We fight about it, a lot lately. I really want to be able to love and support him but I always get that disappointed feeling in pit of my stomach when I get another Text he’ll be home after 9p bc he wants to stay and finish work. His wish is to feel “unconditionally supported” and says he doesn’t need nearly as much time as me to be happy (I’d be asking for him to come home 7p on weeknights, stop working 4p or so on weekends). Says he loves me so much and I’m always his priority “regardless of how much or little time we spend together.” But I feel we are going to fall out of love when the vast majority of our interactions are him staring at computer screen at home but wanting to hold my hand while he does it. He says he considers it “quality time” if he’s working as long as we are next to each other and cuddling/holding hands. That is his favorite kind of day.

I don’t know if he’ll ever get the message that working this much can actually ruin a relationship and I’m not just “high maintenance” and “require so much attention.” (Case in point? He left that trip after 24 hours while I stayed 2 more days and had lots of fun w family and friends. Not so high maintenance ...)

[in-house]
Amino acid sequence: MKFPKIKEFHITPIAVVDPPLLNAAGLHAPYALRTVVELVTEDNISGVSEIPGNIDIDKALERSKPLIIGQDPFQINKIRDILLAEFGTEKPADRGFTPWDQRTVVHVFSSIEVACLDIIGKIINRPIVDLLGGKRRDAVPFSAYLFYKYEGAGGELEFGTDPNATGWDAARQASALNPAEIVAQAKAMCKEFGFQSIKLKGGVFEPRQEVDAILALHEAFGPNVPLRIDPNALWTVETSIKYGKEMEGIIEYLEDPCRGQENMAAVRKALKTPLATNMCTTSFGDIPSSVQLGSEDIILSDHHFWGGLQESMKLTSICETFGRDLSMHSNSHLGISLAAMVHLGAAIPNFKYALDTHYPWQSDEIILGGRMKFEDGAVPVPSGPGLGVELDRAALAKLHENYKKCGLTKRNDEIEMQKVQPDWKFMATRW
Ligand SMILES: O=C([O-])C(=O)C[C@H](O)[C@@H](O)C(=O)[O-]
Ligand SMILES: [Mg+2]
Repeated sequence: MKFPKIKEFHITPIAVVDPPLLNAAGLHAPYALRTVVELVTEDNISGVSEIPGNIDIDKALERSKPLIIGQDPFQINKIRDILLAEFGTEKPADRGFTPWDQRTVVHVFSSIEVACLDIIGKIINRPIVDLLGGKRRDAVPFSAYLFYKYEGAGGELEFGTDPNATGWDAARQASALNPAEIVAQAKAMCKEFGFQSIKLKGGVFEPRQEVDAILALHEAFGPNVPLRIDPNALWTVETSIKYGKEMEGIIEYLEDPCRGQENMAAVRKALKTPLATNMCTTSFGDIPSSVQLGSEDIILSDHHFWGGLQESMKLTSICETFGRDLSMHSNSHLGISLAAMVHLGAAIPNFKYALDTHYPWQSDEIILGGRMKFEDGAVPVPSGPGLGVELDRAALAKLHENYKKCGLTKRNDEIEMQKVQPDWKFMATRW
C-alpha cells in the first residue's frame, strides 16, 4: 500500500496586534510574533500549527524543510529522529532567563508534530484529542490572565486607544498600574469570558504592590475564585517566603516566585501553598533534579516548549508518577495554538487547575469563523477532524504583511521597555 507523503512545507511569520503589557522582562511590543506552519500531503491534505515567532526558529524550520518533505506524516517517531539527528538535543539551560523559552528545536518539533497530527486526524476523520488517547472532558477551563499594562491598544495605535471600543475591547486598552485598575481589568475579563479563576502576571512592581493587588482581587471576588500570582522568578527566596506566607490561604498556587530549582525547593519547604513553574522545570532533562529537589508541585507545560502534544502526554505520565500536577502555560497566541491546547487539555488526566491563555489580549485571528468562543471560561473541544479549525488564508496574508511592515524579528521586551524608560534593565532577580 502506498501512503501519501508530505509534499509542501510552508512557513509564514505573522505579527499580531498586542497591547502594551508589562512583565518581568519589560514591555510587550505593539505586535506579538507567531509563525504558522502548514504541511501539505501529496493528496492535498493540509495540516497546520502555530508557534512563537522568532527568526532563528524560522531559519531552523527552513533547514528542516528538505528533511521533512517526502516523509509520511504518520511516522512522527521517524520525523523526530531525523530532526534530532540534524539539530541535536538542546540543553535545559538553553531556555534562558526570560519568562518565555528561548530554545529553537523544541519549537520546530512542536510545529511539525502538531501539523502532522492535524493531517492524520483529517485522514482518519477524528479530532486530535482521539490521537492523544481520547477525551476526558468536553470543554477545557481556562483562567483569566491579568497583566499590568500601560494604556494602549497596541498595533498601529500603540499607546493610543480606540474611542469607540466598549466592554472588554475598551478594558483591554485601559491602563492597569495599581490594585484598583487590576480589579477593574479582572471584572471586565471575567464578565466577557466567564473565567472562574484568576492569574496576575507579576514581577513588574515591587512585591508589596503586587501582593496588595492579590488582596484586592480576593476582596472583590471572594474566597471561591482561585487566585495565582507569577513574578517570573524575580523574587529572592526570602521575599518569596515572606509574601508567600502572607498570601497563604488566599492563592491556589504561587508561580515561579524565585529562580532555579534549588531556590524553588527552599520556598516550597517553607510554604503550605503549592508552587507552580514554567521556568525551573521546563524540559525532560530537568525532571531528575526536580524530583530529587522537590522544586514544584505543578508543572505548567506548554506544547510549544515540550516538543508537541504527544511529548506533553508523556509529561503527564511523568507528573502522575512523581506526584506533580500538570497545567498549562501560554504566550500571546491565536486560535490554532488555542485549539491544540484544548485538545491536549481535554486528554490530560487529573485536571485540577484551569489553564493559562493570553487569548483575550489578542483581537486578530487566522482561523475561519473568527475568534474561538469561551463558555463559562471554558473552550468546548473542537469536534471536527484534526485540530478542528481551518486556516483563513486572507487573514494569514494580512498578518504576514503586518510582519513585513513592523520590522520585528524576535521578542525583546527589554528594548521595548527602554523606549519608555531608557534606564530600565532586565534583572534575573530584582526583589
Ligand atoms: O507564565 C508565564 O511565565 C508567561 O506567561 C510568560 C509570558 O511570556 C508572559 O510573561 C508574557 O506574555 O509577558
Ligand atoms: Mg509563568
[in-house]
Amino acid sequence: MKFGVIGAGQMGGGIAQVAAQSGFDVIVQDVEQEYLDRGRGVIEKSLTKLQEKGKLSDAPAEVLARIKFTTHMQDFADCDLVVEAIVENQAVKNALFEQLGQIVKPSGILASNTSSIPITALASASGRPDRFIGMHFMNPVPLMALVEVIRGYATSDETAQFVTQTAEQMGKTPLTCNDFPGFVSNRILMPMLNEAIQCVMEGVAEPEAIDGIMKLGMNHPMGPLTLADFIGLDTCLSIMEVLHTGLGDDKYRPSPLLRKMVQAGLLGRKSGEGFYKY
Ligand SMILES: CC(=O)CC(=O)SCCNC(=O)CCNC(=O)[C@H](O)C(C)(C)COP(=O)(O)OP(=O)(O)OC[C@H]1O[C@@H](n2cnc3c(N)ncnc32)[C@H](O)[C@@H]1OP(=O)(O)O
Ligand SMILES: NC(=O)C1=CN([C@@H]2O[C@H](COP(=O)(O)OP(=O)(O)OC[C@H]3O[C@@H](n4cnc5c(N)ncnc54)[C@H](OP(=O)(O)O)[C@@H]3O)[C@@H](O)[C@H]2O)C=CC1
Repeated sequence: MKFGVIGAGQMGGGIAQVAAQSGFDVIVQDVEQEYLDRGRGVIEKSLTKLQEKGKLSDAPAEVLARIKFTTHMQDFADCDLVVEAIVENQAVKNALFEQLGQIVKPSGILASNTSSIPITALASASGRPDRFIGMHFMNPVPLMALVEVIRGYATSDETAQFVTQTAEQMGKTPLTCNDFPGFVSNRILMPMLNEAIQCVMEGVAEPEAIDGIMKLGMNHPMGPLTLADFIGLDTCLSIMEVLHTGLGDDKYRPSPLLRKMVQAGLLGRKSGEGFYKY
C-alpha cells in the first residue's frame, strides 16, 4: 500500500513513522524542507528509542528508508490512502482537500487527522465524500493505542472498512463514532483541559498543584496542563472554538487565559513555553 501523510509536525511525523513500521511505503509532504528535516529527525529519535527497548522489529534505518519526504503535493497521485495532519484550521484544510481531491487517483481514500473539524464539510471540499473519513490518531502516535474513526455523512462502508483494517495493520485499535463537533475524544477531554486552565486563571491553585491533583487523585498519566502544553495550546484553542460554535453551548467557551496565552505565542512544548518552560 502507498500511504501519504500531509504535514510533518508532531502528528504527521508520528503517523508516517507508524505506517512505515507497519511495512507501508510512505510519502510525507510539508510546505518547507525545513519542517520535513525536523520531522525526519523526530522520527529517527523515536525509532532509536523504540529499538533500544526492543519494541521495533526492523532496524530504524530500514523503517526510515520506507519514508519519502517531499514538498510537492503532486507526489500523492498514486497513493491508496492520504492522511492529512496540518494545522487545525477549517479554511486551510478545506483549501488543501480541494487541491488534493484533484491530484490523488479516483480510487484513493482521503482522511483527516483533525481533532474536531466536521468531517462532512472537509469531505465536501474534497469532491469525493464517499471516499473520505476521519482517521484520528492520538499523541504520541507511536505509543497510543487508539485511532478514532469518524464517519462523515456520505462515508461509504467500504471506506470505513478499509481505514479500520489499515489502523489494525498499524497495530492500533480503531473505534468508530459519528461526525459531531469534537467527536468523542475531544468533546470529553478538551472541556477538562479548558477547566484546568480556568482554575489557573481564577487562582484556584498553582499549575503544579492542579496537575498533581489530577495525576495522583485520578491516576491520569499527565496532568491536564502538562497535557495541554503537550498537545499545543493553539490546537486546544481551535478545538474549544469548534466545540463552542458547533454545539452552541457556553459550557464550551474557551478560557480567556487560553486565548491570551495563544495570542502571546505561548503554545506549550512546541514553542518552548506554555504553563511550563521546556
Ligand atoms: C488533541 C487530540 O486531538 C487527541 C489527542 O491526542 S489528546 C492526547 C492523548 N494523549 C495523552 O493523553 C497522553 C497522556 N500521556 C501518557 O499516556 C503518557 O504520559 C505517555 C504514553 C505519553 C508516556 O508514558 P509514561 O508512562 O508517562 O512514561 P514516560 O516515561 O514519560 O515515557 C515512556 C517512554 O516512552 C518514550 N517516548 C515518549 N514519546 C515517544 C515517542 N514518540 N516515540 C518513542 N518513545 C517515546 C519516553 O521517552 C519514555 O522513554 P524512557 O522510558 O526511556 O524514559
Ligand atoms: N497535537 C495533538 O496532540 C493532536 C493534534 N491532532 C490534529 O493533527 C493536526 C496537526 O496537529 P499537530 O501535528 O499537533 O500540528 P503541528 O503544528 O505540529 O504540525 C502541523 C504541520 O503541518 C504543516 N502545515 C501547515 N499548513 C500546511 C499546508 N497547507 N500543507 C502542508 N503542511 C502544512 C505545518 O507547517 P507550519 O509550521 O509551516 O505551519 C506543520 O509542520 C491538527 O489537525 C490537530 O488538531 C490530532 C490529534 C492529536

Communicate Communicate Communicate! He's not hearing your concerns only thinking of himself. If he is this selfish with his time now what will you do when there is kids involved? I have a friend whose husband is a doctor and he is the same way. So into his patients, there is not much time for his private life. She has told him until she knows she can depend on him being a father to his children she doesn't want to start their family. That did get him thinking and now he takes off early one night a week for them to go out and enjoy each other. I understand workaholic, I am one, but I know when he feels I am ignoring him we are not going to be happy so I get myself into my family life a little more, but it is a continual battle.
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Old 23rd February 2018, 9:20 PM   #14
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My update this week: DH has cooked for me twice, sat down to eat dinner w me and talked for 45 min\night, and watched TV for 1\2 hour last night. And I called and talked to him yesterday evening while we were both commuting home from work. That’s basically all the interaction we’ve had this week